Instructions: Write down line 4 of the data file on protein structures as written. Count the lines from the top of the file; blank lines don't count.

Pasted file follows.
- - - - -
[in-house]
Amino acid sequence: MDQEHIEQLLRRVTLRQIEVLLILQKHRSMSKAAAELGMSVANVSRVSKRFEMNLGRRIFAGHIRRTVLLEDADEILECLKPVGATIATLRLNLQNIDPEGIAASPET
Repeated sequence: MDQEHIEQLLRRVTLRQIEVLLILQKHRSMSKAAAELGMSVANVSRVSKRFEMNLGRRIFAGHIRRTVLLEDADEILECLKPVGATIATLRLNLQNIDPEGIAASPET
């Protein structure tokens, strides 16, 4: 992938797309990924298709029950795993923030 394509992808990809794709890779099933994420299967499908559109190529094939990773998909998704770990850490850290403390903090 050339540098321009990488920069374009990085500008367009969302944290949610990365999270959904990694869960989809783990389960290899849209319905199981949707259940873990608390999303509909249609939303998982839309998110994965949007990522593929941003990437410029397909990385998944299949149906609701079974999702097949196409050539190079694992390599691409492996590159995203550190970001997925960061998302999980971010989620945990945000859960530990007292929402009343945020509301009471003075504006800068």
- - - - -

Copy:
């Protein structure tokens, strides 16, 4: 992938797309990924298709029950795993923030 394509992808990809794709890779099933994420299967499908559109190529094939990773998909998704770990850490850290403390903090 050339540098321009990488920069374009990085500008367009969302944290949610990365999270959904990694869960989809783990389960290899849209319905199981949707259940873990608390999303509909249609939303998982839309998110994965949007990522593929941003990437410029397909990385998944299949149906609701079974999702097949196409050539190079694992390599691409492996590159995203550190970001997925960061998302999980971010989620945990945000859960530990007292929402009343945020509301009471003075504006800068």